And just like that, he shifted back in competition mode. After a short warmup he zipped around for nine holes, mostly to get a feel for the greens. Then he had a massage – “Got me a clean flush” – and headed to an early dinner at Sbicca in Del Mar with his agent and Jimmy Walker. At last, a proper celebration: pork chops, tequila, two glasses of wine. Typically mellow and ho-hum for Hud. He dozed off early and didn’t stir until 8 a.m.
“And that’s late for me,” he said, “but it was needed.”
Tuesday was another light practice day: nine holes on the South Course, a bag of balls on the range, some speed work on the practice green, a quick workout. Back at their rental house, Walker grilled steaks and whipped up a pasta dish. All Swafford was responsible for was cleaning the dishes.
The remaining question was how locked-in Swafford would be once his 10:40 a.m. tee time arrived. It’s exceedingly rare for players to win in back-to-back starts, and Swafford could have been excused for mailing it in. After all, entering the AmEx he was at No. 166 in the world rankings, with zero top-10s in his last six months. But with a stellar final round at PGA West, his short-term outlook had dramatically changed: he was $1.3 million richer, with invitations to the Masters and Maui, and with a world ranking (No. 61) that could soon offer even more scheduling opportunities.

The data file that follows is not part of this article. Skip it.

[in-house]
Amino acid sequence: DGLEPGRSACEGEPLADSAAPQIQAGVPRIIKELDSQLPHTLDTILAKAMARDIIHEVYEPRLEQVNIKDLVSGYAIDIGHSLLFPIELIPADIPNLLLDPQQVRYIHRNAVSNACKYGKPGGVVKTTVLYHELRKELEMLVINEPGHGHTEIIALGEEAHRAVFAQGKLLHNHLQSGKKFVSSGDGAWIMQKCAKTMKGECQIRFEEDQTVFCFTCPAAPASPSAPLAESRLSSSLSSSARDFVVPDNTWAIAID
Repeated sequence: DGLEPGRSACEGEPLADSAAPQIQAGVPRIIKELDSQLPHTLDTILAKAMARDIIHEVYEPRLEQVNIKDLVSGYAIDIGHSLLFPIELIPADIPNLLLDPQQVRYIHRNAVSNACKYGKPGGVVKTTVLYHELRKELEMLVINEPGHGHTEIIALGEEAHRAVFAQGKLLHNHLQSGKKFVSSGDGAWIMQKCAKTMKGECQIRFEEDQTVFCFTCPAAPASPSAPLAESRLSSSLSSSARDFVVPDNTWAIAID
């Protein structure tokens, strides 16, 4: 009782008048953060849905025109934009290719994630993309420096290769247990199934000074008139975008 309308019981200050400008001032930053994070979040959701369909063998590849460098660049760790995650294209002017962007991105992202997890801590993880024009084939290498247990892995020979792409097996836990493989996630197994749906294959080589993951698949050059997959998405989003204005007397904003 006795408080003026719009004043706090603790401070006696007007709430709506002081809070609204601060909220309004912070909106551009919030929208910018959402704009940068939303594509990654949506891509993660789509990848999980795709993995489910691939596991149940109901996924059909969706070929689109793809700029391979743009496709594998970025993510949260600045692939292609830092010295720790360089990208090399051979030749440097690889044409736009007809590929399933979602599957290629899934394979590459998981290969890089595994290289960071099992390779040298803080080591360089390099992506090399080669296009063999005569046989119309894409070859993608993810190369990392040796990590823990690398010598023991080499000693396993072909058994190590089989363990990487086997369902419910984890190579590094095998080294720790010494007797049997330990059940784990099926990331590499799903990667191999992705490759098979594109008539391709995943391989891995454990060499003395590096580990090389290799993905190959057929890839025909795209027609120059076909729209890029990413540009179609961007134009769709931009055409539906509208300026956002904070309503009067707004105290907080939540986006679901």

For one of the few times in his career he was in a marquee group, the Tour sliding him in alongside local product Xander Schauffele and Tony Finau. While Schauffele and Finau got off to flying starts on the easier North Course, Swafford looked out of sorts early, playing his first 13 holes in 1 over and hovering outside the top 100 on the leaderboard. Then Swafford birdied the par-5 fifth. He added another. And on his final hole of the day, he hit a sick flop shot from well below the green that nestled within a few feet of the cup.
“Heck of a shot!” Finau said, raising his thumb.
After signing for a 2-under 70, Swafford retreated to the practice green for a post-round debrief. “I hung in there,” he said, removing his cap and tousling his hair. “I know I’m playing good. So if this is my bad ball-striking day, I’ll be all right.”
Swafford had been chatting for 10 minutes, and he was starting to get antsy. The temperature was plummeting. Sunlight was fading. He needed to get in some extra putting work.
The ecstasy of Sunday had long faded away. Now, Swafford was seven shots off the lead, the tougher South Course awaited, and in this moment, that’s all that mattered.